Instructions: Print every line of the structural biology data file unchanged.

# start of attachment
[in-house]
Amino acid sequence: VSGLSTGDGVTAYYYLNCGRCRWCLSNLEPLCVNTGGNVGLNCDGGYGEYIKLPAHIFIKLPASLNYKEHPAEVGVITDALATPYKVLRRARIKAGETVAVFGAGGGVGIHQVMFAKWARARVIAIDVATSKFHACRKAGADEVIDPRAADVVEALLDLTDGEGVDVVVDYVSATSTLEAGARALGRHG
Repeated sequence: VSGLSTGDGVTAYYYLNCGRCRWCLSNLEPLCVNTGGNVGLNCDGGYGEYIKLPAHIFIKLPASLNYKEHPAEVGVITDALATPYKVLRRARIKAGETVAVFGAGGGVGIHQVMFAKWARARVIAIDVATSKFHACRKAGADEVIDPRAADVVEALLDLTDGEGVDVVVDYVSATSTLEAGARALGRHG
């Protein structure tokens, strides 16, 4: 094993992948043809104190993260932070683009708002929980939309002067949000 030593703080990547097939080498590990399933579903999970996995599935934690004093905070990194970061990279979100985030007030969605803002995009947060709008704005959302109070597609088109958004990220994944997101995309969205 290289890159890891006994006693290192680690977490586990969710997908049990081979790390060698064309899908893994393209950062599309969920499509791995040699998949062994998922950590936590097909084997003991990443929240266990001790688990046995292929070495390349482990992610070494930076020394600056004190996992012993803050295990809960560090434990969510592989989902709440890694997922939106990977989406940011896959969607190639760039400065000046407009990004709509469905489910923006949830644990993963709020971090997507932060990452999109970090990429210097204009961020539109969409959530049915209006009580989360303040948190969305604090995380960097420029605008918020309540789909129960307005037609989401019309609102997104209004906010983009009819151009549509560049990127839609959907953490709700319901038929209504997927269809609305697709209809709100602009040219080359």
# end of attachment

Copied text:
[in-house]
Amino acid sequence: VSGLSTGDGVTAYYYLNCGRCRWCLSNLEPLCVNTGGNVGLNCDGGYGEYIKLPAHIFIKLPASLNYKEHPAEVGVITDALATPYKVLRRARIKAGETVAVFGAGGGVGIHQVMFAKWARARVIAIDVATSKFHACRKAGADEVIDPRAADVVEALLDLTDGEGVDVVVDYVSATSTLEAGARALGRHG
Repeated sequence: VSGLSTGDGVTAYYYLNCGRCRWCLSNLEPLCVNTGGNVGLNCDGGYGEYIKLPAHIFIKLPASLNYKEHPAEVGVITDALATPYKVLRRARIKAGETVAVFGAGGGVGIHQVMFAKWARARVIAIDVATSKFHACRKAGADEVIDPRAADVVEALLDLTDGEGVDVVVDYVSATSTLEAGARALGRHG
């Protein structure tokens, strides 16, 4: 094993992948043809104190993260932070683009708002929980939309002067949000 030593703080990547097939080498590990399933579903999970996995599935934690004093905070990194970061990279979100985030007030969605803002995009947060709008704005959302109070597609088109958004990220994944997101995309969205 290289890159890891006994006693290192680690977490586990969710997908049990081979790390060698064309899908893994393209950062599309969920499509791995040699998949062994998922950590936590097909084997003991990443929240266990001790688990046995292929070495390349482990992610070494930076020394600056004190996992012993803050295990809960560090434990969510592989989902709440890694997922939106990977989406940011896959969607190639760039400065000046407009990004709509469905489910923006949830644990993963709020971090997507932060990452999109970090990429210097204009961020539109969409959530049915209006009580989360303040948190969305604090995380960097420029605008918020309540789909129960307005037609989401019309609102997104209004906010983009009819151009549509560049990127839609959907953490709700319901038929209504997927269809609305697709209809709100602009040219080359």